Companies of Wagner Brothers changed hands several times since 1962. Today, Atlas Copco has resumed mining equipment, whose manufacture was transferred to Sweden in 2005 and Allied Products has taken the forestry equipment. The tractors were manufactured for 14 years.

2 - The Go-Devil (or Do-Liner)

Elmer Wagner, the great group inventor (20 patents to his credit), produced a prototype in 1961, the Go-Devil (U.S. Patent No. 3,057,319), all terrain and amphibious vehicle particularly innovative for its time. It must be said that the 60's and 70's were very prolific in this area, due to corporate wealth and studies to go to the moon.

Then rested to Erwin Wagner construction of the prototype, which lasted two months, and product promotion. It was a 4x4 amphibious vehicle, articulated in yaw and roll which could be used to personnel transport, foresters, emergency, fire, geologists or the army. Wheels mounted at the end of an arm and driven by chains could orbit of 360 ° giving extreme opportunities and even today it still surprises us. Four hydraulic motors controlled by four controllers made the position of the wheel fully independent.

It could traverse any terrain, also capable of cross holes, tree trunks, or landslides. Before an escarpment of 2 meters high, the operator raised the nose of the Go-Devil against the rim, made orbiter front wheel up, and rolled until the rear wheels reach the wall and made them to orbit turn. He could run horizontally on a high side slope (35 °) without overturning. In almost liquid mud, he rested on the bottom and made orbit the wheels to go forward.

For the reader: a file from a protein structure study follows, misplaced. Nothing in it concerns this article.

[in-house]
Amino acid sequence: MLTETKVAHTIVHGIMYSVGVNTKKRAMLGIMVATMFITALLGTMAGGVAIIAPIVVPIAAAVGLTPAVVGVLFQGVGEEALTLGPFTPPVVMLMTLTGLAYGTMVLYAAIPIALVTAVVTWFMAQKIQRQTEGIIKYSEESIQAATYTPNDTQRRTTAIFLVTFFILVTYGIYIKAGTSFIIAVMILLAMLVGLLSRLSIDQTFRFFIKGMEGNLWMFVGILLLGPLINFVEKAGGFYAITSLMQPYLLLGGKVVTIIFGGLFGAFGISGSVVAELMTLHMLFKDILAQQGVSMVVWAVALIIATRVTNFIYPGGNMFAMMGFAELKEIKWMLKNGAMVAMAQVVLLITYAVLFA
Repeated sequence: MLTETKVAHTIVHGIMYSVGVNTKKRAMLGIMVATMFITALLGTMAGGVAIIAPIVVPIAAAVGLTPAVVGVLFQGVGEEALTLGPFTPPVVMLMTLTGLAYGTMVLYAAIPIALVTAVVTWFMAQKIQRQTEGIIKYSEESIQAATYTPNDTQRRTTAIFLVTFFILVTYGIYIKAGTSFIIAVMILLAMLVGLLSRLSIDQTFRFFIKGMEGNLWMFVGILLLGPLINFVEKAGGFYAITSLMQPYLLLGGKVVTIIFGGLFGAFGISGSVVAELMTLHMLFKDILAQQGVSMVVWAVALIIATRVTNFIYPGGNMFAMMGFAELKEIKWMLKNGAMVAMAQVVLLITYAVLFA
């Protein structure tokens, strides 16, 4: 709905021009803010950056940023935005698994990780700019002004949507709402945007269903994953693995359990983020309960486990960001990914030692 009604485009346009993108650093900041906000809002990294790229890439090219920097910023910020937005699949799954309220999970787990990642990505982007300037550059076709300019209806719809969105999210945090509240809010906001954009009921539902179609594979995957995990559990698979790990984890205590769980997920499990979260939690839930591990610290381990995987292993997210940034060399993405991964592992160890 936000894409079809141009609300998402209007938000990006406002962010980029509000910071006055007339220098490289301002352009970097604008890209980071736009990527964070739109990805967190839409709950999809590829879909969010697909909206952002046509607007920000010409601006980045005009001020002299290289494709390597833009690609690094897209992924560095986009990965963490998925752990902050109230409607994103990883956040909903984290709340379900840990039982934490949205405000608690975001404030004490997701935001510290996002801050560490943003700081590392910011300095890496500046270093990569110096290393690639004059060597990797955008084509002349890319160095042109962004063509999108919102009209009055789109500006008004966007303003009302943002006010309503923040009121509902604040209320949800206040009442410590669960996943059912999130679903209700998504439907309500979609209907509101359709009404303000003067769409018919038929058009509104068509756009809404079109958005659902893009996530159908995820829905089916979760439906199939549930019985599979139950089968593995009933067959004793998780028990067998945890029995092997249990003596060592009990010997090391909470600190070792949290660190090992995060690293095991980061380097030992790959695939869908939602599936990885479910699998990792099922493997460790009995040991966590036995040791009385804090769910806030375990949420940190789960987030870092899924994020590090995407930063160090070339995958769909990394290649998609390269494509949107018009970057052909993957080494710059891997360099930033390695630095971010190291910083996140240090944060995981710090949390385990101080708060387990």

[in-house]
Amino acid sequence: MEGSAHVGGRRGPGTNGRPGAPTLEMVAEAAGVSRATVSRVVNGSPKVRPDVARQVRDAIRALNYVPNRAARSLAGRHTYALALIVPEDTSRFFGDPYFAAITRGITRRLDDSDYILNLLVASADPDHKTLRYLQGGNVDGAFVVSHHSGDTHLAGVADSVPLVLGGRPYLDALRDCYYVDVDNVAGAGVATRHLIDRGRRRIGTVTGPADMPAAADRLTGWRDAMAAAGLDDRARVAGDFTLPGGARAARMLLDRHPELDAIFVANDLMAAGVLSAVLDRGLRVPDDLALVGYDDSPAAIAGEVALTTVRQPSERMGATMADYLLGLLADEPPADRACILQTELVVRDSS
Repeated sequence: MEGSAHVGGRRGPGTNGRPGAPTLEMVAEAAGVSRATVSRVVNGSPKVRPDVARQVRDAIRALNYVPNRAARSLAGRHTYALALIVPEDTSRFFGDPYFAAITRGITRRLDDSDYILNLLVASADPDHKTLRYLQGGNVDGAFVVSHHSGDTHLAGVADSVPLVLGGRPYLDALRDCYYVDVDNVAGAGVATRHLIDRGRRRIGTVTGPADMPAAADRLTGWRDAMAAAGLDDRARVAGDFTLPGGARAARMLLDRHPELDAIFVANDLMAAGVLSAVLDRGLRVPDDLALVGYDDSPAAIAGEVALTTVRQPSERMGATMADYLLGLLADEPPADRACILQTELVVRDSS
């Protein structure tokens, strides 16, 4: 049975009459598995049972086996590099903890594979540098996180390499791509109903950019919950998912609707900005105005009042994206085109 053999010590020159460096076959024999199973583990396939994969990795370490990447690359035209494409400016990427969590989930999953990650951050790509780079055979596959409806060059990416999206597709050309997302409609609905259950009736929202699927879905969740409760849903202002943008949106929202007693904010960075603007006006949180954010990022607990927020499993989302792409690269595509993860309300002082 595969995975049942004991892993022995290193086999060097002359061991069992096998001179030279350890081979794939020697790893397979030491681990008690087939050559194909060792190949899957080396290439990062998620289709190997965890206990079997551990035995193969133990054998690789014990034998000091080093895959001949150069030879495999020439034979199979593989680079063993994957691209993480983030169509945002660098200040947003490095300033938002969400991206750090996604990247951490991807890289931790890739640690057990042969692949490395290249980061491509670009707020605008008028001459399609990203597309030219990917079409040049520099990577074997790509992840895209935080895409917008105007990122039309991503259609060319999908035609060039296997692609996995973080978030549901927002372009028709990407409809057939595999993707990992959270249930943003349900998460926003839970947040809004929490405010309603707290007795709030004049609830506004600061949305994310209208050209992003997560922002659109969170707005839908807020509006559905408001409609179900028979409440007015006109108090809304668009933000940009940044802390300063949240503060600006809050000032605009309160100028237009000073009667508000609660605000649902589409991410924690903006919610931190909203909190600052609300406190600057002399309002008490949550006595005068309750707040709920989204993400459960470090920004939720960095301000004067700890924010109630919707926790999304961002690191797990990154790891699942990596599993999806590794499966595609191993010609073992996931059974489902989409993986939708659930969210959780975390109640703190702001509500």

A propeller propelled it in water and out of steep banks, already difficult for a tracked vehicle, did not pose problems.
Its characteristics were: clearance max 152 cm, length 7 m, width 2.28 m, weight 3.4 t, turning circle 10,80 m, gasoline engine. Unfortunately, this unique prototype no longer exists.
Too ahead of its time and probably difficult to drive with so many possibilities, it was not marketed. There are today several logging machines such as harvesters Caterpillar Ecolog 550 and others which can incline themselves, but controlled more easily through electronics. In the last 50 years, other non-forest transport prototypes able to move horizontally on side of a slope were very few :

- the Flex-Trac of Meili in 1958 (and the same by Kässbohrer), 

- the agricultural tractor Pekazett tractor equipped with K. Neumeier system

- the X-Musen of Sweden now stored at Strängnäs

- a home built rig by James M. Bird of Tulsa Oklahoma seen in Popular Science of January 1971.

Today, several robots for rescue or planetary exploration are self-leveling.

May 2008.

 

Pictures of this paper related to Wagner come from J M M Collection (from Erwin Wagner).